My iPhone wouldn’t power on this past weekend, to my extreme annoyance. When I rolled into at the Apple Store at 5:55 on Saturday, five minutes before my scheduled Genius Bar appointment, several employees, equipped with the cold and empty smiles they’re known for, turned me away. They decided to close early for the weather, but failed to alert scheduled customers. I braved the storm for a coveted sport at the Genius Bar, only to turn right back into the storm, empty-handed. I was enraged at the moment, but in hindsight, caveat emptor; I should have known better. Apple products were once known to be both cutting-edge and stylish, and their customer service was considered top-notch. However, even as their advantage in quality has diminished over the years, their marketing has remained extremely successful. Most Apple stores I’ve been to are packed, often to the detriment of my goals and productivity that day. Apple has a fantastic reputation, and it’s allowed them to continue to attract customers and prosper.
Sports teams don’t have to do nearly as much to attract fans. I’m a Clevelander, so by default, I’ve always been a fan, and importantly to them, a customer of the local teams. When I got into football, the Browns were lousy. When I got into baseball, the Indians were lousy. Nonetheless, a dedicated customer I became, and they’re lucky to have me and those like me (presumably you, the reader).
If I founded a hotel in Portland, it would be out of business in weeks, not months, because there are hundreds of hotels in Portland with established customer bases and with CEOs that presumably know what they’re doing, and I don’t have the first clue. On the contrary, if I founded a Major League Baseball team in Portland, I’m confident that it would thrive financially, simply because a baseball team did not exist in that large pocket of people, and then it would.1 My point is this: compared to normal businesses, sports teams have a huge advantage in attracting customers because of tribalistic sports fan tendencies and a controlled amount of teams that exist.
I know that it’s easier said than done, but starting from this point of advantage means that the PR necessary for most companies to attract people is not necessary for, say, the Cleveland Indians. Good PR may help bring people to the stadium, attract non-baseball fans, or broaden their base into Tigers, Pirates, or Reds territories, but for the most part, all they need to do is exist and meet expectations. And yet, morale among Indians fans is, by my completely unscientific estimation, at a ten year low, this despite six consecutive winning seasons, three AL Central titles, and an AL Pennant three seasons ago.
Clearly, the Indians are not meeting fan expectations, so I thought it may be worth going through what those expectations are, and how the Indians have fared.
This is obvious, but it isn’t trivial. Winning is obviously the goal that fans hold in the highest regard—flags fly forever! Winning can take several forms (winning the division, going above .500, etc), and it’s not linear. It doesn’t matter how many times a team wins so much as it does matter how much they win relative to outside expectations.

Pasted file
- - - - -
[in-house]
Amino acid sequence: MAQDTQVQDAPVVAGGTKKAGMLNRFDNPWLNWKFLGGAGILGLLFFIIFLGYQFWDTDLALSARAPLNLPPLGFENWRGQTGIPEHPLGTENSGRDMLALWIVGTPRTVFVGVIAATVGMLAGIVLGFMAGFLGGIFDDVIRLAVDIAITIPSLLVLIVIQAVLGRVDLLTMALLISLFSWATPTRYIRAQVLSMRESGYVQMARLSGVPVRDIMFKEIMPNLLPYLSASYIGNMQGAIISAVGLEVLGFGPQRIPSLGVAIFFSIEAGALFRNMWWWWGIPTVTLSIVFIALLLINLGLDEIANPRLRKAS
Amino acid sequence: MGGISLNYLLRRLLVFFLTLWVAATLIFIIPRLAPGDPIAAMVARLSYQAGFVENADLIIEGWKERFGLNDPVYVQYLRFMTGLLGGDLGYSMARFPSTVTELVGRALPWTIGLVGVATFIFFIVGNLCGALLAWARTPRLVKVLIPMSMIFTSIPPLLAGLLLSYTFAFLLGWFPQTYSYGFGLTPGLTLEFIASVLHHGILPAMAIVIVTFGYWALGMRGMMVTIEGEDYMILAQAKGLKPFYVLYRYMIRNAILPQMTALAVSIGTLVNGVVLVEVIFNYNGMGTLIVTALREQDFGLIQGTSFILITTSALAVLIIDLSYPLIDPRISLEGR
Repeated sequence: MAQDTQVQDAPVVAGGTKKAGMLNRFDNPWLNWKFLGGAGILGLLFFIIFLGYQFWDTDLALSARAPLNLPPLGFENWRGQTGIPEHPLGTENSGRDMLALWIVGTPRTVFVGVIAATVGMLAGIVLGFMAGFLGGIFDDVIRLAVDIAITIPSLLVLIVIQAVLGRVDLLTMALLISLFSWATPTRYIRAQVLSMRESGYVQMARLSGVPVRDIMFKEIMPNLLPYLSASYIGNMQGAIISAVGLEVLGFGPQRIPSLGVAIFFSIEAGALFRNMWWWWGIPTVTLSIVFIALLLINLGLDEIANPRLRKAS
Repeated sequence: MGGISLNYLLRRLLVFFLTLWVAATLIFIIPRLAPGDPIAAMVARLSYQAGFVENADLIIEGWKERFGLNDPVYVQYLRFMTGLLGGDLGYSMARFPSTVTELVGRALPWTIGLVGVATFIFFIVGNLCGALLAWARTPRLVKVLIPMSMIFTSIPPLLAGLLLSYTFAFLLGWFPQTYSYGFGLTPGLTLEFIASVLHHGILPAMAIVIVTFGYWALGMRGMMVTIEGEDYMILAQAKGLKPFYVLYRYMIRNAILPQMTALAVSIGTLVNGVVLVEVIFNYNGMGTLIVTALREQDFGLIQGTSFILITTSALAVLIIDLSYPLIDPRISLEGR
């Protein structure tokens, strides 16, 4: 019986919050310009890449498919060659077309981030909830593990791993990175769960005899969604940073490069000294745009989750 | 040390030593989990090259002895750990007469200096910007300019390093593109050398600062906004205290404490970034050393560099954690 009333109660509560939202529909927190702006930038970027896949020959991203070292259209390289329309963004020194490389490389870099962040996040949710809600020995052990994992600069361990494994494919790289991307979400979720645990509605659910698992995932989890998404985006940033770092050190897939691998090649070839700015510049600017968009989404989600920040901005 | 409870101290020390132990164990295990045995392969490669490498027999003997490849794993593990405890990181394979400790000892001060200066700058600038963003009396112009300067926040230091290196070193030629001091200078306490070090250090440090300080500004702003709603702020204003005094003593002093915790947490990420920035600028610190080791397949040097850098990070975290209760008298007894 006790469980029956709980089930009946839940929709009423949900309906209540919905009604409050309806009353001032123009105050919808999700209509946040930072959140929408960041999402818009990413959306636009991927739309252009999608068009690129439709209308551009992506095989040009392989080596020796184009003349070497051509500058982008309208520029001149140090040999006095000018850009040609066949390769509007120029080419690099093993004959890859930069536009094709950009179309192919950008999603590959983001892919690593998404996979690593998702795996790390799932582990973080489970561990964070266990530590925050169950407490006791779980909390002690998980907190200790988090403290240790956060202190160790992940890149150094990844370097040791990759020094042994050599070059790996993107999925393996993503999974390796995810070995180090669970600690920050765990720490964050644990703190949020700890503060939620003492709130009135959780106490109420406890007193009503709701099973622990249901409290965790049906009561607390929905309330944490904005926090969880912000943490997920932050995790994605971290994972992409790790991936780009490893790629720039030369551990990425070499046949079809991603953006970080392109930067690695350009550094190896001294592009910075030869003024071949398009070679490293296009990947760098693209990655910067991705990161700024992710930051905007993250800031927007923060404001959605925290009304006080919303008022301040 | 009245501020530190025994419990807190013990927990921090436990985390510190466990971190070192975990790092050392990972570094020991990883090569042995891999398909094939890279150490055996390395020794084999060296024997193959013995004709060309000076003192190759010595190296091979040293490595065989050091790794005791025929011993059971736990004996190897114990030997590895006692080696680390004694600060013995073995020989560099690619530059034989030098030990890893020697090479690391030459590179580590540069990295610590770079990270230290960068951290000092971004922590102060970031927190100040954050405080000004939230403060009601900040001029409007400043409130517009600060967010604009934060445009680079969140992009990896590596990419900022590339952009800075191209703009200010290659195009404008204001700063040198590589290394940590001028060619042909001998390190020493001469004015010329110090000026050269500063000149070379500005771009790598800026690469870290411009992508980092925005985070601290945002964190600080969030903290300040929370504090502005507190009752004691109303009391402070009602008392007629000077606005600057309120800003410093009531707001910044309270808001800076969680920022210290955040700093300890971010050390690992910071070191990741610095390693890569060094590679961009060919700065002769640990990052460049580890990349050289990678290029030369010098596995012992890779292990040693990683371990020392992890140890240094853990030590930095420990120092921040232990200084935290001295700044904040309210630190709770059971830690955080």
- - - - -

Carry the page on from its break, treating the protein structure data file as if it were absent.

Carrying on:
Let’s do a case study:
The Braves and the Indians finished a game apart in the standings. Both teams won their division, and both teams were promptly trounced in the divisional series. Each team is stocked with exciting, dynamic young players who will hopefully dominate the game for the next decade. And yet, the Braves were heralded as an unmitigated success, and the Indians bordered on catastrophe.
Some of the smartest national baseball writers are employed by The Appleman over at Fangraphs. Those very writers selected the Braves to come in fourth place, with nary a vote to make the playoffs. And they weren’t alone: oddsshark.com put the over/under for the 2018 Braves at 74.5 wins. ESPN didn’t even mention the Braves in their 2018 predictions. Even MLB.com’s picks for the 2018 “Cinderella Team”2 had the Braves or Phillies only winning a wild card. No one would have predicted that Ozzie Albies and Ronald Acuna would play so well, or Johan Camargo would come out of nowhere, or Nick Markakis would have a career year3, but all of those things did happen, making the Braves not only playoff contenders, but also one of the feel-good stories of the MLB season.
pretty much every source had the Indians winning 90+ games and breezing into the postseason as AL Central champions, partially because the Indians are really good, and partially because the rest of the AL Central is essentially a Major League Baseball cover band.4 This foregone conclusion meant that the Indians would play zero meaningful games during the regular season. That doesn’t have to be a bad thing, necessarily, if the team dominated as it should have. But, 91 wins against the worst division in MLB history, coming from a supposed superteam is not a good look.5 And, when the team finally had its fanbase’s full attention, the Indians got embarrassed. This is coming after a season in which Cleveland was arguably the best team in baseball, and two seasons after an AL Pennant and near-triumph in the World Series. Not only was the 2018 season a disappointment in every conceivable way, but it continued a downward trajectory which is no doubt troubling to fans.